New Definition of Translation

For years, in my translation classes, I have learned one thing: Translation is not looking up the dictionary. There are many variables other than this: context, target culture, source culture, target audience etc. However, last night, I have decided that translation is literally looking up the dictionary. Yes. If anyone wants me to define “translation”, I would say: Translation is looking up the dictionary and choosing the right equivalent of a given word considering all the variables. In time, as translators, we learn how to look up the dictionary. We learn to choose the exact match from hundres of options.

It is nonsense thinking a translator without a dictionary in hand. I do not mean that we should look up each and every single word; however, translating a long text involves some research and thinking. Two weeks ago, I was in an internship interview. The manager came and gave me a paper. There was a short text (500-600 characters) about marketing and statistics. It is a subject with which I am not familier. She said I had 20 minutes- without a dictionary. At that moment I made my mind; I would not accept the internship even if they accepted me. This is like singing without knowing the melody exactly. You have lyrics but you do not know how to combine them in a harmony.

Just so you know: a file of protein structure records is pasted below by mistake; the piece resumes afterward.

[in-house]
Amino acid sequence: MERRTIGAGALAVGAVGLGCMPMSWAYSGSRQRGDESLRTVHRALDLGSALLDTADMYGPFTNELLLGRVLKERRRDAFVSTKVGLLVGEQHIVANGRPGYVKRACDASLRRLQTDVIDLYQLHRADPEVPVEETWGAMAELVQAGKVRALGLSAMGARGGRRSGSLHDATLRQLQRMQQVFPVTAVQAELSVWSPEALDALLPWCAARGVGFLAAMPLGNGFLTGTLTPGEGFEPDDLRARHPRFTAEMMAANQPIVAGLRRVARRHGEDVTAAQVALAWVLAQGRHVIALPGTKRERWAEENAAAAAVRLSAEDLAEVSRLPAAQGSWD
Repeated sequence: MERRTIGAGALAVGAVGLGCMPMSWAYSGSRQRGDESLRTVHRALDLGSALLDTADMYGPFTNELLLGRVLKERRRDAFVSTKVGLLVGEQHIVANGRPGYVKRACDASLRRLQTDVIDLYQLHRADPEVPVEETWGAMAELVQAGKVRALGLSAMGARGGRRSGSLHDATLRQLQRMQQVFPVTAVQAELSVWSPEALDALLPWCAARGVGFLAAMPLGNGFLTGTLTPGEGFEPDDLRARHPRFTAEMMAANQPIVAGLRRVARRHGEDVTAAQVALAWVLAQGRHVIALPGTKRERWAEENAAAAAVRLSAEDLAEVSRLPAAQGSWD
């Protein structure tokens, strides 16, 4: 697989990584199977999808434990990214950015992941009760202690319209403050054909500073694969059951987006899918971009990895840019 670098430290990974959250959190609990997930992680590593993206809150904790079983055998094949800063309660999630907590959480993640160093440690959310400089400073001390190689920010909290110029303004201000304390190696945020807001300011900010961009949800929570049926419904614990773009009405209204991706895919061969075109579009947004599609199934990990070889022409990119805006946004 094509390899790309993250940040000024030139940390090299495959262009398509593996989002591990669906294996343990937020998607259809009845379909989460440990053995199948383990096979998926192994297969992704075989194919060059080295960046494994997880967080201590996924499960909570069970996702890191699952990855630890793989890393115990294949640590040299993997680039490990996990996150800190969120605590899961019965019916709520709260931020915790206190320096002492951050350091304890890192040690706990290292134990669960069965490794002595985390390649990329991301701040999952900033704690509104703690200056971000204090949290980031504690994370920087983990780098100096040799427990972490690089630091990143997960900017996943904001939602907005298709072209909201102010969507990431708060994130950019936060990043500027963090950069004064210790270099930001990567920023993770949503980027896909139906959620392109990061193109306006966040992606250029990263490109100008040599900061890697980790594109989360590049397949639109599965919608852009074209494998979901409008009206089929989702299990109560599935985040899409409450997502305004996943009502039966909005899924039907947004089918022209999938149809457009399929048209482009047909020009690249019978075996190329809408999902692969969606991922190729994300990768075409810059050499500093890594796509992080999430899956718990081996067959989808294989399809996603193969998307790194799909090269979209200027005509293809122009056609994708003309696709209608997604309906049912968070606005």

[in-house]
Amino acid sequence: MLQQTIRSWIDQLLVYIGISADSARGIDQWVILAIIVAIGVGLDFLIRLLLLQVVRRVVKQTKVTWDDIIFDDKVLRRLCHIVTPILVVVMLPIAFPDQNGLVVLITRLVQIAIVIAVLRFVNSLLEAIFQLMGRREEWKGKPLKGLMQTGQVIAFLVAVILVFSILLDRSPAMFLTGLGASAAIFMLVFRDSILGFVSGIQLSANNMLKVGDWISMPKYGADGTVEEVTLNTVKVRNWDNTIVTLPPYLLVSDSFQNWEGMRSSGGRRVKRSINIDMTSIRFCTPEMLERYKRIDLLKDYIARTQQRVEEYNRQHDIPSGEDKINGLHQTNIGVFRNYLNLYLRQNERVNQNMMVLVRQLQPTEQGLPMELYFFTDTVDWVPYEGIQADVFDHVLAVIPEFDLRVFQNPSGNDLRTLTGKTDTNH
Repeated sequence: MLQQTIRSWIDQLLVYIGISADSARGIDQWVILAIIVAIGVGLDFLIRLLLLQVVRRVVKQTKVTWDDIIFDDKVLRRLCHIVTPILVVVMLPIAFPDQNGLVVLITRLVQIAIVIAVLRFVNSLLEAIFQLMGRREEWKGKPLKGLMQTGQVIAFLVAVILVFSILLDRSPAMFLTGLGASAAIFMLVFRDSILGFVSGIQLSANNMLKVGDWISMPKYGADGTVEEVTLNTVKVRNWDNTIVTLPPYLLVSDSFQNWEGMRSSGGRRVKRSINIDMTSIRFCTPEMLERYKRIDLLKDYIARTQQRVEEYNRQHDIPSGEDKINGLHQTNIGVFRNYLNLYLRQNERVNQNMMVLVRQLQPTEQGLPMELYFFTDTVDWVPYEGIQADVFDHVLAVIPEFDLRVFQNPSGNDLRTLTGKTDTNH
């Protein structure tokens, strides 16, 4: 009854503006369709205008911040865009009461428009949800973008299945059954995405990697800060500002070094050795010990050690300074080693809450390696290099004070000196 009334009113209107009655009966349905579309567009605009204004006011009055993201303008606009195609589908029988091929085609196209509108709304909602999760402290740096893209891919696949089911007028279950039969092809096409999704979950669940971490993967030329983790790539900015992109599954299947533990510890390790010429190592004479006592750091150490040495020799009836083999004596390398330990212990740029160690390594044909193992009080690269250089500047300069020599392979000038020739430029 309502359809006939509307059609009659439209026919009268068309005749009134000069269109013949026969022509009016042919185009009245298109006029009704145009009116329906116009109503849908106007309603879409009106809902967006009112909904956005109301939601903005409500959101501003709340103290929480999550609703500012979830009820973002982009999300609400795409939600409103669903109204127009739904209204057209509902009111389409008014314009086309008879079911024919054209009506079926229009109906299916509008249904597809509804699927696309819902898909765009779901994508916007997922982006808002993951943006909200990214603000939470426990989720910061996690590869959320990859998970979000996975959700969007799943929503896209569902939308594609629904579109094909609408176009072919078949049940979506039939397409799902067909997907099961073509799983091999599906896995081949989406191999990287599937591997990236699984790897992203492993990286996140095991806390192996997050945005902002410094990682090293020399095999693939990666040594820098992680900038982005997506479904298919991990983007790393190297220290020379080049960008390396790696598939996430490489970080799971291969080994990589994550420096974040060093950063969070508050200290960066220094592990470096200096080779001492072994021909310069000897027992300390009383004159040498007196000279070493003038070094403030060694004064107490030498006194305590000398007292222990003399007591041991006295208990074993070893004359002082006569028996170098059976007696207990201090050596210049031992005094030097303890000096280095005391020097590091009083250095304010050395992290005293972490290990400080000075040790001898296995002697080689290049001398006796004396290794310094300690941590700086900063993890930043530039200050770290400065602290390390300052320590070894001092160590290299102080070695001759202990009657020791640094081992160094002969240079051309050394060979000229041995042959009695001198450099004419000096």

I just wanted to share what I have been thinking since last night. Have a nice day fellow translators!

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3 responses to this post.

  1. Posted by Nora Acuña on August 11, 2011 at 17:52

    I agree with your definition of looking up for a given word in a dicitionary and choosing from the differnt variables, that is exactly what I do when translating a text, any field has a its own compilation of specialized dictionaries and we will never end learning and researching. We translators are getting wiser and more sensitive towards words with experience.

    Reply

    • You are right Nora. With every translation process, we start from the beginning. First 1-2 pages go very slowly. As we learn the terminology by looking up, we get faster.

      Reply

  2. Excellent point – I would not translate without a dictionary either. I believe that it is not simply choosing ANY word from the dictionary, it is exactly what you said – it is about choosing the right match. However, in order to confirm that you have the right match, you need to make sure – that’s what makes the difference between a good translation and a great translation.

    Reply

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